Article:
at the movies: the hobbit: battle of five armies

This movie presented this reviewer with a tidy ethical dilemma. Regular readers know I saw the first two installments in the interminable Hobbit trilogy in the theater (in 3D) and wrote about them here, so I felt some obligation to complete the sequence. On the other hand, long familiarity with the source material led me to be pretty sure this movie was going to be pretty depressing, and on the evidence of the first two parts, probably not very good either. Is it a violation of some kind of social contract to go to the movies fully expecting not to be entertained? My internal debate led me to conclude it probably was.

But I went anyway. It was impossible to resist. And I was basically correct: Battle of Five Armies is pretty depressing and not very good. But, like the rest of the series, it is not without interest. As always, the details are behind the cut in case any of you are determined to try it out and don’t want to be spoiled.

In The Hobbit, Battle of Five Armies, there is an cameo by Billy Connolly. He plays a red haired dwarf lord who rides a giant pig. (Not a wild boar, a domestic pig.) This is absolutely awesome. I’m not sure it was worth the price of admission, but if you end up going to this movie, you will enjoy it very much. So, Billy Connolly riding a piggy: excellent.

Also good: Saruman and Galadriel getting all superpowerful wizard badass on the Nazgul in the ruins of Dol Guldur. Lee Pace’s Thranduil and his giant war elk. (Or is it a red deer?) Richard Armitage, as always, being absolutely stunningly attractive as Thorin, the doomed (but very, very hot) dwarf king. A quite interesting single combat on the surface of a frozen lake. Surprisingly, continuing interesting performances by the actors playing chief orc Azog and his sidekick (and son?) Bolg. Bard and his son, and their relationship. Moments of Martin Freeman’s performance as Bilbo, which were very good indeed.

Not so good, but still interesting: The sets for the abandoned city of Dale, the ruins of Erebor, and Bilbo’s empty hobbit hole. Thorin’s epic, Shakespearean madness and recovery from same. The dwarvish armory in Erebor and the design of the dwarvish armor found there. The brief and tragic reappearance of the dragon Smaug. (He was terrific: what wasn’t so good was him being killed in his only scene. The dragon is a great character.) The nasty, over the top details of the orcish military machine, which prove they are as cruel to each other as they are to their enemies. The inexplicable but charming giant goats ridden by some of the dwarves in one sequence.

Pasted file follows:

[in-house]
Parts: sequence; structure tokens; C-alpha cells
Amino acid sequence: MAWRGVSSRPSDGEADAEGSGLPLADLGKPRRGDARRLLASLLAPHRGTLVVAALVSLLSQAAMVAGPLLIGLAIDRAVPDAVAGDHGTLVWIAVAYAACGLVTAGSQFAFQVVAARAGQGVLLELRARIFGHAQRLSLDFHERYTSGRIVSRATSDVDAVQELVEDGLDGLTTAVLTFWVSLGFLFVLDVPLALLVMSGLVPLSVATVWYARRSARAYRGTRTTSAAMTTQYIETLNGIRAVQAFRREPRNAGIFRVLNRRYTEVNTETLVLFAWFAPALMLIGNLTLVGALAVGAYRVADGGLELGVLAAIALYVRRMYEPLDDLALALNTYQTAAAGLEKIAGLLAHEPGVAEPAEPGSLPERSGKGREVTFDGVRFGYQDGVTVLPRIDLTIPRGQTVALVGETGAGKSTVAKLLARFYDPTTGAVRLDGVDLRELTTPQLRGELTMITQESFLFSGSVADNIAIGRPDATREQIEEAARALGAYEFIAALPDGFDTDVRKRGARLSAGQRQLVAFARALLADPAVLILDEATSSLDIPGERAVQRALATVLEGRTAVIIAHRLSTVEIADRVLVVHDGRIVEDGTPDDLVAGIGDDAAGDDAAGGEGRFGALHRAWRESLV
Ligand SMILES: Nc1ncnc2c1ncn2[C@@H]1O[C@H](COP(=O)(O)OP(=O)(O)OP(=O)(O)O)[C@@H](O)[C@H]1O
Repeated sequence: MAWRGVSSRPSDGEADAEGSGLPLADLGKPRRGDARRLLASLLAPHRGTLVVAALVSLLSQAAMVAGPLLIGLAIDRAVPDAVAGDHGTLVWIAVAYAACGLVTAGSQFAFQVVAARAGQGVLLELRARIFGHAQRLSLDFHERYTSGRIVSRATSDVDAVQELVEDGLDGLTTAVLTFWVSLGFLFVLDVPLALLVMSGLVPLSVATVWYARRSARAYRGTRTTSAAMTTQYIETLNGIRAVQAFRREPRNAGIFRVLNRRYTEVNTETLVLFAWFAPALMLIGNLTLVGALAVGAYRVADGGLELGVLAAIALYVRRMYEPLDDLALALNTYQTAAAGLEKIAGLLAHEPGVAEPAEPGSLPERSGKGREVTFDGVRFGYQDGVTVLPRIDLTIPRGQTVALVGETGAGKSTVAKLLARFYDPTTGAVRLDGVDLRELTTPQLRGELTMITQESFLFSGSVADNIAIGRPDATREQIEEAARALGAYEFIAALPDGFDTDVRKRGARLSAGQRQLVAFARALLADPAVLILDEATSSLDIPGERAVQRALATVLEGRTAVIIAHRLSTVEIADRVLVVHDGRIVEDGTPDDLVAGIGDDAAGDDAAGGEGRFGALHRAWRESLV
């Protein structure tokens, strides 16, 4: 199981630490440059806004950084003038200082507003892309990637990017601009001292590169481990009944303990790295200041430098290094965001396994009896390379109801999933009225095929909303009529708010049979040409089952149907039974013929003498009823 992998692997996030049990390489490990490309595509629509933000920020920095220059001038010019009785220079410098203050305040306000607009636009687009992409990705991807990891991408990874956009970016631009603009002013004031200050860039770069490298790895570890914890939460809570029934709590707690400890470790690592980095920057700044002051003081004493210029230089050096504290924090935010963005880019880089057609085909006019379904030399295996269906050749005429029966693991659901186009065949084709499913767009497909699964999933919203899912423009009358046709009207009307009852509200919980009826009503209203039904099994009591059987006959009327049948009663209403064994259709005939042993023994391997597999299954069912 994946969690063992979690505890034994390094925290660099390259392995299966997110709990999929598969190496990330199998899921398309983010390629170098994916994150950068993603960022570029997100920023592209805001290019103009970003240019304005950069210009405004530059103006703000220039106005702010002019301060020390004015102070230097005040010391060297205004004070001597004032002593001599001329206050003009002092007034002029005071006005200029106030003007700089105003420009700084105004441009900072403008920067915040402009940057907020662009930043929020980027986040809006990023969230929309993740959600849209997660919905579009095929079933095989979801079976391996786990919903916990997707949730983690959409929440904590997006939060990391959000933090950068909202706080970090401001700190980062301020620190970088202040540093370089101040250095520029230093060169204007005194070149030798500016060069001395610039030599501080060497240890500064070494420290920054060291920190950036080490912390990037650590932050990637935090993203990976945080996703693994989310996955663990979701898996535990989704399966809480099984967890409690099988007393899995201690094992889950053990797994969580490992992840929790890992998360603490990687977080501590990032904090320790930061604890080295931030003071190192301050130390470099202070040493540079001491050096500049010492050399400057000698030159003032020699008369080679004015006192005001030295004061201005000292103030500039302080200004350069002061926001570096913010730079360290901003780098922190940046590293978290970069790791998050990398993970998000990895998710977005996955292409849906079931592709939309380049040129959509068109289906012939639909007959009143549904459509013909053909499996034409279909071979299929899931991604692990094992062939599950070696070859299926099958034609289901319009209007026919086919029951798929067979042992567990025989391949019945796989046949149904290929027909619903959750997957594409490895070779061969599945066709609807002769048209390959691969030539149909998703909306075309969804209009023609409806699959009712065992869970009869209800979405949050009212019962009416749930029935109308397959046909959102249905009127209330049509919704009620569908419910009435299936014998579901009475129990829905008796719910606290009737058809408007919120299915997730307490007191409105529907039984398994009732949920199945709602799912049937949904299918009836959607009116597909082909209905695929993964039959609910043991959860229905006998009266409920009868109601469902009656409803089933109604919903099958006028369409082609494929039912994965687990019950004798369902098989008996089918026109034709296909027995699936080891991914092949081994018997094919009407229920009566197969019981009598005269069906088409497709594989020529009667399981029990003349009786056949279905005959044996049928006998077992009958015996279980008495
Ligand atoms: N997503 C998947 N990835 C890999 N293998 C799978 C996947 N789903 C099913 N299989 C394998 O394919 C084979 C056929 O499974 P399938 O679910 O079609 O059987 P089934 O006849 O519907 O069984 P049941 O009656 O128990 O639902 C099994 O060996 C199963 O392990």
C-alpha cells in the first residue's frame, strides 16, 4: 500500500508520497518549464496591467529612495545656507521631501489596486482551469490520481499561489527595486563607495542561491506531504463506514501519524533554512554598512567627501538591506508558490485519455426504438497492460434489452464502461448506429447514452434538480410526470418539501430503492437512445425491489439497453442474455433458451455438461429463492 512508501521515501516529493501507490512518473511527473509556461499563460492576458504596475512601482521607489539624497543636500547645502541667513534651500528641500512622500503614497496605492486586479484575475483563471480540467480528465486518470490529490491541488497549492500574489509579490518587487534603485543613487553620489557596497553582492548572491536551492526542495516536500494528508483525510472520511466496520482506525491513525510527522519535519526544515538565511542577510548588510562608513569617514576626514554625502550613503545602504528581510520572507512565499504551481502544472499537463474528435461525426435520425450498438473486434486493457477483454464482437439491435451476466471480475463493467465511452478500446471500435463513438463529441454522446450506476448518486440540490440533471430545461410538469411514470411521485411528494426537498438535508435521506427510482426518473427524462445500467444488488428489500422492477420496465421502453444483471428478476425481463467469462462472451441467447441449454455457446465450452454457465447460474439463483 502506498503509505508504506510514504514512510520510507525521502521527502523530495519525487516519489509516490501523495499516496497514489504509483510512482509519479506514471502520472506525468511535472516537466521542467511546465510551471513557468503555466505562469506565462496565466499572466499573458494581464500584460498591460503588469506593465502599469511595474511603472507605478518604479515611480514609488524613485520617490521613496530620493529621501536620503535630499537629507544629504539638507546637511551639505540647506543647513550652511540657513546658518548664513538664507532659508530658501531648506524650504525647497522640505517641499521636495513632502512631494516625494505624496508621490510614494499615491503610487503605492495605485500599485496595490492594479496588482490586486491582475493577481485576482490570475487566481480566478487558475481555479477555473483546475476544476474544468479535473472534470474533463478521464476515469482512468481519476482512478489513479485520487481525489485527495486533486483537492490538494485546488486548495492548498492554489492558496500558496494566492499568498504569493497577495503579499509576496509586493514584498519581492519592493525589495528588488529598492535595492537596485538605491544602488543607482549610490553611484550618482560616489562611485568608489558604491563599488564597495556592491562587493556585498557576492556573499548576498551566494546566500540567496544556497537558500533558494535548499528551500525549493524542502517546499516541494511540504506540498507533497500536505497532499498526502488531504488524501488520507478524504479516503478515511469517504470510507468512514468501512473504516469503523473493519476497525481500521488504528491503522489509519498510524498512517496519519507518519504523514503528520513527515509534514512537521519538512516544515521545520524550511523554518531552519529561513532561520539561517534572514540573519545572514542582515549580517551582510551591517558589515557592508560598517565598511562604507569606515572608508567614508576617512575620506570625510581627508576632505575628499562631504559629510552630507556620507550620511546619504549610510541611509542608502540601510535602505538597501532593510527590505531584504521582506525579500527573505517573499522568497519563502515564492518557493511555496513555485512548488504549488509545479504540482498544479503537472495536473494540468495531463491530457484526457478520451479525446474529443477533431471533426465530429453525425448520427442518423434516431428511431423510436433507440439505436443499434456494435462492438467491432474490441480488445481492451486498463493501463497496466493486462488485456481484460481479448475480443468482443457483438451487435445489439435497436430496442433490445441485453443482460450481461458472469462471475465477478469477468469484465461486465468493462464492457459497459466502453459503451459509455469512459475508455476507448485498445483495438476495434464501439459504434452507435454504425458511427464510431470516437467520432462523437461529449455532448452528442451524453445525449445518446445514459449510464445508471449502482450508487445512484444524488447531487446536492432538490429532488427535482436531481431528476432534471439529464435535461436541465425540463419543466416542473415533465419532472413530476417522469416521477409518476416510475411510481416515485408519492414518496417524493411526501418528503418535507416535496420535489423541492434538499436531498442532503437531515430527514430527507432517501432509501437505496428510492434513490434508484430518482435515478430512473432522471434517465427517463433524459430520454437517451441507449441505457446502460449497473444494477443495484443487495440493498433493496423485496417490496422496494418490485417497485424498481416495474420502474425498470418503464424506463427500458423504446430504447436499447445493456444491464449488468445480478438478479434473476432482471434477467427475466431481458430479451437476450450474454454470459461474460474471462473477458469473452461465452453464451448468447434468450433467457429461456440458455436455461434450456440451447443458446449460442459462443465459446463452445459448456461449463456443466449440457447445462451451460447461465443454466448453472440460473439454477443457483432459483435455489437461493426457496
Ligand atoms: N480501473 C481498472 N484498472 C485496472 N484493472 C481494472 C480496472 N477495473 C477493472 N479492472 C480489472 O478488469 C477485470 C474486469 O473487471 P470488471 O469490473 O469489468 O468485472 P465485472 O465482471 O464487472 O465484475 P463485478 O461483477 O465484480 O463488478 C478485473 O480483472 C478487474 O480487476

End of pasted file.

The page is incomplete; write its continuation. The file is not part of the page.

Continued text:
Not so good, period: Pretty much everything else. Not enough work for the dwarves, too much work for the elves. Tauriel, not interesting. Legolas, also not interesting, except in one scene with his father where Orlando Bloom seemed to be acting, and one rather stunning combat sequence. Stupid drag jokes and other tone deaf attempts at slapstick humor. Also, the battle scenes, which tend to drag and feature legions of characters wearing more or less identical suits of armor, all shot from the patented Peter Jackson distant vistas. These battle scenes take up more than half the running time, and they could be trimmed. A lot.  With an axe.

The verdict: More Billy Connolly riding a piggy. Less of almost everything else. The general conclusion from wiser reviewers than I is that the three Hobbit movies, so beautiful to look at and so flawed, and so very, very long, could be edited down into two good films of moderate length. I say let the cutting begin.

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3 Responses to at the movies: the hobbit: battle of five armies

  1. Rick Santman says:

    Yeah, but, but…trilogies sell! Peter Jackson says so!

    I’m thinking one crisp, tight three hour movie would be what you edit together.

  2. Pam Bliss says:

    I’ll buy that too, but I think maybe that would be *too* tight. There are a lot of beautiful lyrical scenes, like Bilbo’s encounter with the butterflies in the treetops of Mirkwood that might be lost. And of course I’m hoping that there are some deleted scenes that could be traded back in for some of the horrible long battles and goblin sequences and elf stuff. Maybe more Beorn, who was cruelly shortchanged, and more character stuff with the dwarves?

  3. Rick Santman says:

    Well, okay, 3:45 run time for the DVD release, LOL

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